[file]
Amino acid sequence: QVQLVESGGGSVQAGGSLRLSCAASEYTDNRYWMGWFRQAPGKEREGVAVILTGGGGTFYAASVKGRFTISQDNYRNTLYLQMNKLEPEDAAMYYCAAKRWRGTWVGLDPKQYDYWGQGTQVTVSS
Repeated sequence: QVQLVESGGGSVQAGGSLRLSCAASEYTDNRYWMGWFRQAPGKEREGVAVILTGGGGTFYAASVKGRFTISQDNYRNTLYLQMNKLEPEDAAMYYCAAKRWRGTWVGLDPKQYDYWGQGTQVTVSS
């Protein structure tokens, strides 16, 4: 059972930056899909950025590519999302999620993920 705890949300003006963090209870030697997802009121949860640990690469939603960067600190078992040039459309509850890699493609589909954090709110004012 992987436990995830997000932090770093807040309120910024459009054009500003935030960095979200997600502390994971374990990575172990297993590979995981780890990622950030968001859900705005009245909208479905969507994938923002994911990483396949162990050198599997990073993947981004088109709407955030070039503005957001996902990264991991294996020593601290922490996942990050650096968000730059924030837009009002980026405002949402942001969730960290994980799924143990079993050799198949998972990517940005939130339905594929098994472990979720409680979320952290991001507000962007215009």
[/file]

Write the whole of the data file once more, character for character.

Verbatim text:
Amino acid sequence: QVQLVESGGGSVQAGGSLRLSCAASEYTDNRYWMGWFRQAPGKEREGVAVILTGGGGTFYAASVKGRFTISQDNYRNTLYLQMNKLEPEDAAMYYCAAKRWRGTWVGLDPKQYDYWGQGTQVTVSS
Repeated sequence: QVQLVESGGGSVQAGGSLRLSCAASEYTDNRYWMGWFRQAPGKEREGVAVILTGGGGTFYAASVKGRFTISQDNYRNTLYLQMNKLEPEDAAMYYCAAKRWRGTWVGLDPKQYDYWGQGTQVTVSS
């Protein structure tokens, strides 16, 4: 059972930056899909950025590519999302999620993920 705890949300003006963090209870030697997802009121949860640990690469939603960067600190078992040039459309509850890699493609589909954090709110004012 992987436990995830997000932090770093807040309120910024459009054009500003935030960095979200997600502390994971374990990575172990297993590979995981780890990622950030968001859900705005009245909208479905969507994938923002994911990483396949162990050198599997990073993947981004088109709407955030070039503005957001996902990264991991294996020593601290922490996942990050650096968000730059924030837009009002980026405002949402942001969730960290994980799924143990079993050799198949998972990517940005939130339905594929098994472990979720409680979320952290991001507000962007215009």